ProgressoR / Uzbekistan Progressive Rock Pages


Hugh Hopper - 2007 - "Numero D'Vol"

(64:31 / Moonjune Records)


TRACK LIST:                                 
1.  Numero D'Vol 9:21
2.  On the Spot 8:51
3.  Earwigs Enter 4:15
4.  Free Bee 6:00
5.  Get That Tap 5:55
6.  Bootz 3:13
7.  Shovelfeet 4:57
8.  Bees Knees Man 7:37
9.  Straight Away 6:24
10. Twilight 4:49
11. Some Other Time 2:37


Hugh Hopper - bass
Simon Picard - saxophone 
Steve Franklin - keyboards
Charles Hayward - drums

Prolusion. Besides Soft Machine Legacy, my personal knowledge of HUGH HOPPER as a musician only embraces his early period of activity or, speaking more precisely, the seventies. Apart from Soft Machine (which should be known to anybody), the legendary English bassist played with Robert Wyatt's Wild Flowers, Gary Boyle's Isotope and Alan Gowen's Gilgamesh during the decade, and also released four solo albums, "1984", "Cruel But Pair", "Hoppertunity Box" and "Two Rainbows Dally". I can't tell you which in number is Hugh's last solo effort, "Numero D'Vol". You won't find his ultimate discography anywhere on the Internet, but there is one that seems to be most complete and can be explored by clicking here. Is any statistic lover among you readers? If so, I envy you in a friendly way, as I was just like you when I had the time to do that - in the beginning of my adventures in the world of music.

Analysis. "Numero D'Vol" is another proof that the veteran bassist feels very at home in various progressive rock settings. By saying so I don't mean Hopper betrays his favorite Jazz-Fusion on this recording, but nevertheless nobody needs to be a rocket scientist to find out that improvisations play only a secondary role here, and although a jazz component is present, it isn't strong, used mainly to bring an element of contrast into the music (whose author's design strikes me with its braveness and originality). The disc's eleven instrumental compositions, while greatly varying in length, are all equally strong, marked by inspired, passionate playing. What especially impresses is how each of them showcases the music as a whole, but not the bass in particular. Mr. Hopper could have easily placed the emphasis on self-indulgent bass leads and technical demonstration, but he is certainly not the one to follow the path of so-called guitar heroes. Instead, the album is a set of compositions whose very nature seems to secure a genuine ensemble sound, and while there's potentially more than enough room for each from the quartet to express themselves individually, in the majority of cases the musicians give preference to collective playing. Simon Picard appears to be the sole provider of impromptus, and it's just due to his approach that his saxophone may leave the impression of being the primary soloing force in this action, a matter that only a neophyte could be mislead by. It also must be mentioned that the music is composed in such a way that it gainsays any conventional improvisations. I never propagandized pure Jazz, and all I want now is to bring this recording's essence to you, open-minded progressive listeners, to convince you that you'll meet nothing here that would contradict your tastes. As for details, abide with me, and I won't delay in presenting those to you - though not too much to say in that field, unless you expect that I'd start on listing which particular solo is followed by which particular theme and so on. It would be completely pointless in this particular case to follow that way, regardless of the fact that such an approach conflicts with my personal vision of things. I only can tell you that the soloing is excellent everywhere, but keep in mind that it bears a fan-shaped character. The ensemble playing is at once very dense and intricate, so the solos are usually pushed into different directions. The album is quite uniform in style, a (really unique) fusion of eclecticism and psychedelia being the key aspect of each of the tracks present, be it the title number and Straight Away, the only two relatively transparent compositions whose groove-based arrangements may resemble elements of The Alan Parsons Project, or On the Spot, Get That Tap and Bootz, where the imaginative listener may at times be reminded of Genesis's The Waiting Room and / or "Out & Intake" by Hawkwind, or the remaining six pieces, Earwigs Enter, Free Bee, Shovelfeet, Bees Knees Man, Some Other Time and Twilight, all of which stand out for their more than frequently shifting time signatures and where the musicians seem to be tireless in showing their skill to subtly accelerate and / or slacken their pace, none arousing associations even on the subconscious.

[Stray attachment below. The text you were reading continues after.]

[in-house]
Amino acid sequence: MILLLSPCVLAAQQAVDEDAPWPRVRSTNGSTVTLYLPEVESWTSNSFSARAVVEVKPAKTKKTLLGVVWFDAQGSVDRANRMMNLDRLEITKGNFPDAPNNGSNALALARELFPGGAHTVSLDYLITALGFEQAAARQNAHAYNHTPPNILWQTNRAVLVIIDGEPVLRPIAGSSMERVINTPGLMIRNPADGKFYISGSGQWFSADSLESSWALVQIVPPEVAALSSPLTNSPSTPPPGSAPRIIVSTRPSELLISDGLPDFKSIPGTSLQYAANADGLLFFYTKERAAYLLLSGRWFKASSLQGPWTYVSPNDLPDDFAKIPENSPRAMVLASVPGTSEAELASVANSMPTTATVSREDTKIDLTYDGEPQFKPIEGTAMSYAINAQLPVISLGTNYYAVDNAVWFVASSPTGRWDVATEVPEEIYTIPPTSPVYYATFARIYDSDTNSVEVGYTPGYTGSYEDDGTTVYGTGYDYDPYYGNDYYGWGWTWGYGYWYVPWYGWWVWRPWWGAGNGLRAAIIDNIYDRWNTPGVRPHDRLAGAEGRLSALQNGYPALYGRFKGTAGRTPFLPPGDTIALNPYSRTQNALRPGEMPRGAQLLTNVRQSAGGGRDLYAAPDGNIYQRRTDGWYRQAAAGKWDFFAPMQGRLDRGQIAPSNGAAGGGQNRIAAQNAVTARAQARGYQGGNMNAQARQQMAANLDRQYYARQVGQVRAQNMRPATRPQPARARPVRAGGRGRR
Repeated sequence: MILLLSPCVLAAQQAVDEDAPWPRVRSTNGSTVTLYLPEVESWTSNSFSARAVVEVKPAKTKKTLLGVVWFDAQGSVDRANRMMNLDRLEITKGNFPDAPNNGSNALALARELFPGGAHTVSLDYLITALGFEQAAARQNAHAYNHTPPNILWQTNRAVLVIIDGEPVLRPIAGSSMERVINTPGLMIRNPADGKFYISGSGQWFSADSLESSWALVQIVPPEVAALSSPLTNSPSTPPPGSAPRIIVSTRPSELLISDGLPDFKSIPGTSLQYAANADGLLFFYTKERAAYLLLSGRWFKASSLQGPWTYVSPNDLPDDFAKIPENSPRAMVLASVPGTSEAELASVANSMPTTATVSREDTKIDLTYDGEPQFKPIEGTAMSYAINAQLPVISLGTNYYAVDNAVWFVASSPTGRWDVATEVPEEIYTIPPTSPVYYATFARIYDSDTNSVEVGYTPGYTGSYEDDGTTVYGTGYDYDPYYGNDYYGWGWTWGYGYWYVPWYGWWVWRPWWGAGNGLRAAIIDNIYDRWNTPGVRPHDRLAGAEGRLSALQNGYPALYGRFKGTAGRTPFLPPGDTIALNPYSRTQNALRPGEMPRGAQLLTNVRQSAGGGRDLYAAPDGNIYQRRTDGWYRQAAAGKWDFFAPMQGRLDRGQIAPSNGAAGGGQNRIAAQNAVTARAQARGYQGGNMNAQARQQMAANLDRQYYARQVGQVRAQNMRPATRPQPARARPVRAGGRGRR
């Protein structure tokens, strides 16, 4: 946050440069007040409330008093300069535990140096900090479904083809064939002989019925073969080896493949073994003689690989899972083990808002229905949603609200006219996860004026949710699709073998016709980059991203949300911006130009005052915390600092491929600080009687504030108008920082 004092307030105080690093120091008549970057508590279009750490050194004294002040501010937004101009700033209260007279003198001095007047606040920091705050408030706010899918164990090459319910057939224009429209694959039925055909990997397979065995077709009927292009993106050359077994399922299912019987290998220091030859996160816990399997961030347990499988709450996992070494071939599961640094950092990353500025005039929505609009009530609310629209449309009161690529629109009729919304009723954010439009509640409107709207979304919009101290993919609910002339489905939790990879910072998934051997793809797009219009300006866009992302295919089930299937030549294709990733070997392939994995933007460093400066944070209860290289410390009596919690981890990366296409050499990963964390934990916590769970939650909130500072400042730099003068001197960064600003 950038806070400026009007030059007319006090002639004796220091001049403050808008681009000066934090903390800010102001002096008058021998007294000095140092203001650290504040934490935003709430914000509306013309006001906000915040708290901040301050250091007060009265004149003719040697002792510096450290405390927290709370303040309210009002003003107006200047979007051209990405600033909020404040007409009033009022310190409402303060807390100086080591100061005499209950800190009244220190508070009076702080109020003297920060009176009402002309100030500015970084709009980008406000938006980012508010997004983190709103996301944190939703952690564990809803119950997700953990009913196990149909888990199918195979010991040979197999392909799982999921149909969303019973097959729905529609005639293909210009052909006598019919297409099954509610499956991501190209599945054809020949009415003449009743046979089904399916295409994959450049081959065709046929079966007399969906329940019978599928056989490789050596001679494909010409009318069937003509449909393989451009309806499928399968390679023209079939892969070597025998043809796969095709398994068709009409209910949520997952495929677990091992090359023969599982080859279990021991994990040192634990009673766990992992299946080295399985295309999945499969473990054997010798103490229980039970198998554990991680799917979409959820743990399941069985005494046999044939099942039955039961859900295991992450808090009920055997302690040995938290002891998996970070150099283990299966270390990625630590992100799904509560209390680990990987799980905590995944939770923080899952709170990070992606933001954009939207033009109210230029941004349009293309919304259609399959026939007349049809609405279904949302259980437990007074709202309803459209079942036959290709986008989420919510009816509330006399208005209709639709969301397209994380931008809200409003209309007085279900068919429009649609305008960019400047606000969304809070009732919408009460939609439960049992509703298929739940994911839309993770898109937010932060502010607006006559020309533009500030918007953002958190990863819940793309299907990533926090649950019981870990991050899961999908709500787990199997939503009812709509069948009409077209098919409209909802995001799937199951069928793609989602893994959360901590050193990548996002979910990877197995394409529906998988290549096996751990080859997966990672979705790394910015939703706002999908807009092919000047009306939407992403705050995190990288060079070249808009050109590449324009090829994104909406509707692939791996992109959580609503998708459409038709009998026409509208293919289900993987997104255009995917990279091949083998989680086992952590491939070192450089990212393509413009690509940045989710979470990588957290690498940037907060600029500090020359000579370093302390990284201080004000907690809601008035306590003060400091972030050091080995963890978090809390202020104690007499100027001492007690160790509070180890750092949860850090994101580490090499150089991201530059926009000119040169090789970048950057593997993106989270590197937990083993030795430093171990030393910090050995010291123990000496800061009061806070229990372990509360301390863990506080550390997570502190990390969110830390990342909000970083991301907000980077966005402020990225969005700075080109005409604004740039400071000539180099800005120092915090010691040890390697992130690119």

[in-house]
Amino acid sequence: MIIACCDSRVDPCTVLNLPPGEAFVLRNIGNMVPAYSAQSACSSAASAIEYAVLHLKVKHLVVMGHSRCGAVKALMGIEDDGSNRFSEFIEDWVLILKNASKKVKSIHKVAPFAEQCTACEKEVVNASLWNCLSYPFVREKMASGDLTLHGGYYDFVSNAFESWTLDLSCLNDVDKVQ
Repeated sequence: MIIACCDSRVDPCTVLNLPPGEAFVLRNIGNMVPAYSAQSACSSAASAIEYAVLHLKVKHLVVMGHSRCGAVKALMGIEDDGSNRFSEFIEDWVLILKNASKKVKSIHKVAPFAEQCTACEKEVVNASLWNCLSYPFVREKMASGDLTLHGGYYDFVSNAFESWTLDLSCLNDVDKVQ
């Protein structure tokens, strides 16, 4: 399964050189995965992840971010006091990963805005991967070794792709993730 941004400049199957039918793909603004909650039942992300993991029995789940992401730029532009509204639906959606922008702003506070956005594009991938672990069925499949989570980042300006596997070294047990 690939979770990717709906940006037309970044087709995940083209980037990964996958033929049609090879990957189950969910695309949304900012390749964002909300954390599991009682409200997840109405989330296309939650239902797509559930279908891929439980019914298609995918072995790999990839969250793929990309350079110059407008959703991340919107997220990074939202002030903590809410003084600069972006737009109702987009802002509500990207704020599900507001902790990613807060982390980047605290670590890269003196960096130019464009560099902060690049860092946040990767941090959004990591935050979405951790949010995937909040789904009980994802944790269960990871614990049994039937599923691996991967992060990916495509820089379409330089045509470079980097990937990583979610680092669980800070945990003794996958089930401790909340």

Conclusion. This is an intelligent, soulful and imaginative music, touched by the wing of magic, a really original release, a masterwork that should have a broad appeal and response. A must is the word.

VM: November 20, 2007

Related Links:

Moonjune Records


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